Since you are going to attempt the PMP exam, it is important for you to have a clear understanding about the definition of the project, the operation, and how they are different from each other.
You may see a few scenario-based questions on your exam asking you whether a person is engaged in a project work or busy with operational activities.
Therefore, make sure you understand these concepts well.
Many people get confused between these two, even though the difference between them is so clear. This is possibly because they share some characteristics, such as:
- Both are performed by people,
- Both are planned, executed and controlled, and
- Both have resource limitation.
You can find only two aspects of work (or the combination of these two) in any organization; i.e. projects and operations.
The organization which purely deals with projects is known as a projectized organization, and the organization which deals with operational work is known as a functional organization. And the organization which deals with projects and as well as operations is known as a matrix organization.
Visit my blog post on the types of organization structure to learn about them.
What is a Project?
A project can be defined in many ways. For example, PRINCE2 defines the project as:
“A project is a temporary organization that is created for the purpose of delivering one or more business products according to an agreed Business Case.”
And the PMBOK Guide says:
“A project is a temporary endeavor undertaken to create a unique product, service, or result.”
Although, the wordings of both definitions are different, meaning is same, and you can conclude that:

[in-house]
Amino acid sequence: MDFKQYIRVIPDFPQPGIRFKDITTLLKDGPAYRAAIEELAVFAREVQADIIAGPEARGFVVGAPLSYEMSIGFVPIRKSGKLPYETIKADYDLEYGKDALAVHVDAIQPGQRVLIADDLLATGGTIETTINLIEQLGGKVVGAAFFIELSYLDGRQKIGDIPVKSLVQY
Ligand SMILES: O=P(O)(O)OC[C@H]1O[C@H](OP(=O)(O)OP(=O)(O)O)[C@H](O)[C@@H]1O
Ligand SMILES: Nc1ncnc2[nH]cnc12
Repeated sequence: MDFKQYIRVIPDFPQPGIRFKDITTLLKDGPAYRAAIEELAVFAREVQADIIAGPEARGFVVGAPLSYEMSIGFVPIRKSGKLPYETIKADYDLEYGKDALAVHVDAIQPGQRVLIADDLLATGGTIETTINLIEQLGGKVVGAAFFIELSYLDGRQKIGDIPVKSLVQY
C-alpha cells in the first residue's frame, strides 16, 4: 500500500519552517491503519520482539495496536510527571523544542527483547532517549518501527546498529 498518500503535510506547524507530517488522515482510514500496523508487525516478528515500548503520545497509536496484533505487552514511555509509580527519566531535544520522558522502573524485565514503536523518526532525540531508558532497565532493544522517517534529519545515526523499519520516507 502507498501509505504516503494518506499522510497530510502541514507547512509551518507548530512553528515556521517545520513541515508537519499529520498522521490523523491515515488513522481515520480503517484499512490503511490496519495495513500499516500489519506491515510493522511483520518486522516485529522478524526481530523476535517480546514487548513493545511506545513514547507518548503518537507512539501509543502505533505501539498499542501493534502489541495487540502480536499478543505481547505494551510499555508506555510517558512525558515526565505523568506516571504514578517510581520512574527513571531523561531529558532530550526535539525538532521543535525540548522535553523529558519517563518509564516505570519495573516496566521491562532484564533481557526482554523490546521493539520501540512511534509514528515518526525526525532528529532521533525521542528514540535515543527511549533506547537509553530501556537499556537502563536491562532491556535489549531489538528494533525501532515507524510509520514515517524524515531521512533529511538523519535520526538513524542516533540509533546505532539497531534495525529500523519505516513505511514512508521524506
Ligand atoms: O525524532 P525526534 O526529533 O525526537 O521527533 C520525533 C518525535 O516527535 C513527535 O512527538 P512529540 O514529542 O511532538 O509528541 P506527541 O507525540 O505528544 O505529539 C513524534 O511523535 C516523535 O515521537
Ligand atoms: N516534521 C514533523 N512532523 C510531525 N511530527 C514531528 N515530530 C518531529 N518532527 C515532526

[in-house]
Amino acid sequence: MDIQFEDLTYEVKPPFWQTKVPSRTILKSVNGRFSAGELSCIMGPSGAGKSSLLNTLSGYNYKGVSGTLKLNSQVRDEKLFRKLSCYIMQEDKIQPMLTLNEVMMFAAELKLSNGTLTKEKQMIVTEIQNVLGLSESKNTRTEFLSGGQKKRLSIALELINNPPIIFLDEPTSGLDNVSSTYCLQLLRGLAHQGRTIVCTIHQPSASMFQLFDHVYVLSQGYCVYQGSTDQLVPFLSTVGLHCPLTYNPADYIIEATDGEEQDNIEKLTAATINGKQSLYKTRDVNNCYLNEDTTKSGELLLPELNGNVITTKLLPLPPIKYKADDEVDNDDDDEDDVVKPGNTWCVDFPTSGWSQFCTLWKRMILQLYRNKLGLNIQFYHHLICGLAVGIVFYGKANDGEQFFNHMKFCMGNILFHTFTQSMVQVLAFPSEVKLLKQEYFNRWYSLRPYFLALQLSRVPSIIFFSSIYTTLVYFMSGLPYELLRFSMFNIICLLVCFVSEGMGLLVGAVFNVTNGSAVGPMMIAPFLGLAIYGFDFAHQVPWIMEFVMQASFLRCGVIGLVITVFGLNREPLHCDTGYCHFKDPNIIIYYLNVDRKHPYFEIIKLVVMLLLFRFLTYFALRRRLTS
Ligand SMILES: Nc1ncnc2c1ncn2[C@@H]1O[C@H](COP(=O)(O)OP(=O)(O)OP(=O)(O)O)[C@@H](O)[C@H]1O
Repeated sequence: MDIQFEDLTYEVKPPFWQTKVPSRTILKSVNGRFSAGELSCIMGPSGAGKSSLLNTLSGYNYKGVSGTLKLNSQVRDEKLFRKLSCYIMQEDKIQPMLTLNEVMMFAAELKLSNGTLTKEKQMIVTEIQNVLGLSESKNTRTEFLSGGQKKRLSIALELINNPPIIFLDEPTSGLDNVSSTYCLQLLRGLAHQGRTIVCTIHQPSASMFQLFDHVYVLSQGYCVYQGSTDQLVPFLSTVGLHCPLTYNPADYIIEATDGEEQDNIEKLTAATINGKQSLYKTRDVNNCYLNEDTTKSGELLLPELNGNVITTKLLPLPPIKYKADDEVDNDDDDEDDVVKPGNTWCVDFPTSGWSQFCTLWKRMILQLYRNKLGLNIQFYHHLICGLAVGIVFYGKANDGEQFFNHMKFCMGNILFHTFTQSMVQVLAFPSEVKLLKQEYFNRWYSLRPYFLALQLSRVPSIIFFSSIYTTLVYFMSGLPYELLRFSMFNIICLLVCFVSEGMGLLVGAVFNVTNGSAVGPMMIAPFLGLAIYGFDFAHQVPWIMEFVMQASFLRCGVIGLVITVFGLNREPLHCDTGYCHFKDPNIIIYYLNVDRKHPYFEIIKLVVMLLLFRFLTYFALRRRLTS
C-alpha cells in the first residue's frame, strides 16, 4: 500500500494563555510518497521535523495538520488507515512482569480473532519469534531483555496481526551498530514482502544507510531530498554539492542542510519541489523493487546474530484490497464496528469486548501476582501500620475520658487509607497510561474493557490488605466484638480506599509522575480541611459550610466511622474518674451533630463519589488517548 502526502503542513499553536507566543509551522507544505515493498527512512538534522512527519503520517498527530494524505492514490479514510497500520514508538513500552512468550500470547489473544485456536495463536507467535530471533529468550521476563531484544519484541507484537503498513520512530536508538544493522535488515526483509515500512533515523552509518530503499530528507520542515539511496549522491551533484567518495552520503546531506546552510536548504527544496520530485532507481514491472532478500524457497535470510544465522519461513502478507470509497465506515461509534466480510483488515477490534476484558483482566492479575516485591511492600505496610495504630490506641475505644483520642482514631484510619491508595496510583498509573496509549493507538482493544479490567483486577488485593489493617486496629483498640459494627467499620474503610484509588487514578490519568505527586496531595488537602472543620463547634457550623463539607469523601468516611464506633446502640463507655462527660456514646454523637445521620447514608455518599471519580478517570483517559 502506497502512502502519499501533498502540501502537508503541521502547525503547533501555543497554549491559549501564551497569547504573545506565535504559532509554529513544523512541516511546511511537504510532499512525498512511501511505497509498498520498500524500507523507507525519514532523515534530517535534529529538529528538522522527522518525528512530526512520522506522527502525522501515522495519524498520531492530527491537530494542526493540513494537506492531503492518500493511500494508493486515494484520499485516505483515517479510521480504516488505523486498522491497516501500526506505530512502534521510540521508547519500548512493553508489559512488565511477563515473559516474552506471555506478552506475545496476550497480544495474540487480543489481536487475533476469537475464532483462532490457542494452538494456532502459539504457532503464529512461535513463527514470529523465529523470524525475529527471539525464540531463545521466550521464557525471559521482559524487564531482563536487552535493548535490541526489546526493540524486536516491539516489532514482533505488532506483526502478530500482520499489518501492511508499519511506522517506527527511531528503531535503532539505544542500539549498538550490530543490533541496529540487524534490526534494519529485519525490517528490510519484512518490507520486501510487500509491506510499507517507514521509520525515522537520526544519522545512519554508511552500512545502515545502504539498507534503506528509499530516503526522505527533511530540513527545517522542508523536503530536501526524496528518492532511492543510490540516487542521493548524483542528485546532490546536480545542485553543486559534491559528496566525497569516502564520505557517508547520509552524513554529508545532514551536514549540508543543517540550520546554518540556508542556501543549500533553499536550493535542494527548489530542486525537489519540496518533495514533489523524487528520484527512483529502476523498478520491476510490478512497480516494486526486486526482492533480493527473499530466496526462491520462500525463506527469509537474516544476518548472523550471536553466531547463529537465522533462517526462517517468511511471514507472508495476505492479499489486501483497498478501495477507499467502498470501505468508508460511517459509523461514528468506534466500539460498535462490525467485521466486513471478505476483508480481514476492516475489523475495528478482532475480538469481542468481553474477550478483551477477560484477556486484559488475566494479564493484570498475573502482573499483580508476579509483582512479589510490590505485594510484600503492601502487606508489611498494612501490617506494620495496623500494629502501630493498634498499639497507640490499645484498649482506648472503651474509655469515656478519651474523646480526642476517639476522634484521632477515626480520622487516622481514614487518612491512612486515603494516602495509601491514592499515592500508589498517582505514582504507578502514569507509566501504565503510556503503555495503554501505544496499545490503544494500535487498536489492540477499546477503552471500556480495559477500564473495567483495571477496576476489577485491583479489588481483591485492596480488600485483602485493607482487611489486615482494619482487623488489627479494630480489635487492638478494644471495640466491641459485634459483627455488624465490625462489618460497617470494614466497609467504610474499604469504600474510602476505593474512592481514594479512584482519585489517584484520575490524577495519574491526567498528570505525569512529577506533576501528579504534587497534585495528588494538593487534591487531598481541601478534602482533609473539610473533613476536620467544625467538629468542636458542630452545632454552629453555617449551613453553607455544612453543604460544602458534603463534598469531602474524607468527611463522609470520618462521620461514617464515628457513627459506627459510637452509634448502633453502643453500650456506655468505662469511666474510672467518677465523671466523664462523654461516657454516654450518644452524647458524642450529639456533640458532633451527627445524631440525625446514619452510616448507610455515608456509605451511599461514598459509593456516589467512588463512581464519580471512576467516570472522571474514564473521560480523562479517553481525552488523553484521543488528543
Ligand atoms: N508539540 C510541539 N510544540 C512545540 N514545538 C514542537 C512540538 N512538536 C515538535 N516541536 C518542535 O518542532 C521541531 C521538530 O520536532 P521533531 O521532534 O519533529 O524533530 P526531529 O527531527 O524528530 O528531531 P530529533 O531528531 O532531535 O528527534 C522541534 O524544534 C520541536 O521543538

- The nature of the project is temporary, and
- The project is undertaken to produce a unique output, for example, a product, service, or a result.
The first point says the nature of the project is temporary. What does this mean?
This means once you deliver the deliverables (output of the project), your project will cease to exist because its objective has been achieved.
A project has a definitive start and end: It cannot continue forever. It has to end when the objective is achieved, or it is terminated.
The second point says that the project produces an output. Projects are undertaken to produce a certain output. If it is a construction-related project, it may produce any tangible structure.
If it is a research-related project, it may produce a report; for example, an analysis of the impact of vehicle pollution on the environment.
A project may also produce a service-related output; for example, setting up a call center to help customers in solving their problems.
What is an Operation?
- Operations are the ongoing execution of activities that produce the same output, or provide a repetitive service.
- Operations don’t produce anything new, but they are necessary to maintain and sustain the system.
- Operations are used to run regular business models, achieve the goals of the business, and sustain the business.
- Operations are different as opposed to projects, which are known for their uniqueness.
- Operations are permanent in nature, and their only constraint is to make profit for the organisation.
Any manufacturing or production process can be an example of an operation.
The difference between the Project and the Operation
Projects are unique and temporary (definitive beginning and ending), while operations are ongoing and permanent with repetitive output.
- Projects have a fixed budget; on the other hand, operations have to earn a profit in order to run the business.
- Projects are executed to start a new business objective and terminated when it is achieved, while operational work does not produce anything new and it is ongoing.